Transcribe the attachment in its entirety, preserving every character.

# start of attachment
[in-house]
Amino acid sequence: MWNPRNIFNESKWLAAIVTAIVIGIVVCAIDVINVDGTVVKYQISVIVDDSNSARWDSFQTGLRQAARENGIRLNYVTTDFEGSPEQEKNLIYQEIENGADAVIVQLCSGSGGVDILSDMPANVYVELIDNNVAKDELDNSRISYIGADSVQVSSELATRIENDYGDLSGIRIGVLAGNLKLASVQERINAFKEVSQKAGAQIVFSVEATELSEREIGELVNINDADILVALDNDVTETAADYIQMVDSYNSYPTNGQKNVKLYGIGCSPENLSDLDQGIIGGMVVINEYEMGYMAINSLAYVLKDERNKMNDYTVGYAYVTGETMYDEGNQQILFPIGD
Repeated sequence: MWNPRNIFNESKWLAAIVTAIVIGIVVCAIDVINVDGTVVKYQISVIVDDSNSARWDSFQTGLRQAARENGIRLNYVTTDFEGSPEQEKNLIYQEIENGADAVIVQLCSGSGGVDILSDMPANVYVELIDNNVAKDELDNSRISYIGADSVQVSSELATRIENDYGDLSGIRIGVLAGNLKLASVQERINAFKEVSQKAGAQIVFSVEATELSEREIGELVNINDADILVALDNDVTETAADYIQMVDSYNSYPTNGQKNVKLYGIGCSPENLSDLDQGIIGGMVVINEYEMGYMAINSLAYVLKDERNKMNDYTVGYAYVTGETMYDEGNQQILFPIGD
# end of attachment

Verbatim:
[in-house]
Amino acid sequence: MWNPRNIFNESKWLAAIVTAIVIGIVVCAIDVINVDGTVVKYQISVIVDDSNSARWDSFQTGLRQAARENGIRLNYVTTDFEGSPEQEKNLIYQEIENGADAVIVQLCSGSGGVDILSDMPANVYVELIDNNVAKDELDNSRISYIGADSVQVSSELATRIENDYGDLSGIRIGVLAGNLKLASVQERINAFKEVSQKAGAQIVFSVEATELSEREIGELVNINDADILVALDNDVTETAADYIQMVDSYNSYPTNGQKNVKLYGIGCSPENLSDLDQGIIGGMVVINEYEMGYMAINSLAYVLKDERNKMNDYTVGYAYVTGETMYDEGNQQILFPIGD
Repeated sequence: MWNPRNIFNESKWLAAIVTAIVIGIVVCAIDVINVDGTVVKYQISVIVDDSNSARWDSFQTGLRQAARENGIRLNYVTTDFEGSPEQEKNLIYQEIENGADAVIVQLCSGSGGVDILSDMPANVYVELIDNNVAKDELDNSRISYIGADSVQVSSELATRIENDYGDLSGIRIGVLAGNLKLASVQERINAFKEVSQKAGAQIVFSVEATELSEREIGELVNINDADILVALDNDVTETAADYIQMVDSYNSYPTNGQKNVKLYGIGCSPENLSDLDQGIIGGMVVINEYEMGYMAINSLAYVLKDERNKMNDYTVGYAYVTGETMYDEGNQQILFPIGD